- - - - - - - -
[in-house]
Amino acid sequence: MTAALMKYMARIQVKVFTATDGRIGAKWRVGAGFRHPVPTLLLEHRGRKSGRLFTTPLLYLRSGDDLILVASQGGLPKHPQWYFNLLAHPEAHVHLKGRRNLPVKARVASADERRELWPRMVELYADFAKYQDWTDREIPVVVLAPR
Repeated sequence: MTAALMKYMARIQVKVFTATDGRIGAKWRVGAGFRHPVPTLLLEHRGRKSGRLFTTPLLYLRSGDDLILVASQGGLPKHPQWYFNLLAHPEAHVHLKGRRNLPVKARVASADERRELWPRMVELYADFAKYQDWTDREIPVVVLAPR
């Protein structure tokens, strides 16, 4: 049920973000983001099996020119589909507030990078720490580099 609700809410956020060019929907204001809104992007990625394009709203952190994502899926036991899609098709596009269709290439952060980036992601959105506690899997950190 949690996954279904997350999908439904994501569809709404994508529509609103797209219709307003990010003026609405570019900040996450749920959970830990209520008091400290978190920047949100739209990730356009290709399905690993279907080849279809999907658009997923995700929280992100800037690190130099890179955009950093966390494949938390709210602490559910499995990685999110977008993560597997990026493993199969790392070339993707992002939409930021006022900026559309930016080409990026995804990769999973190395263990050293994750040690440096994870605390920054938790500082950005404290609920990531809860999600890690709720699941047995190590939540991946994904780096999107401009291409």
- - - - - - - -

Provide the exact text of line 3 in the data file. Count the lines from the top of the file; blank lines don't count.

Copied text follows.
Repeated sequence: MTAALMKYMARIQVKVFTATDGRIGAKWRVGAGFRHPVPTLLLEHRGRKSGRLFTTPLLYLRSGDDLILVASQGGLPKHPQWYFNLLAHPEAHVHLKGRRNLPVKARVASADERRELWPRMVELYADFAKYQDWTDREIPVVVLAPR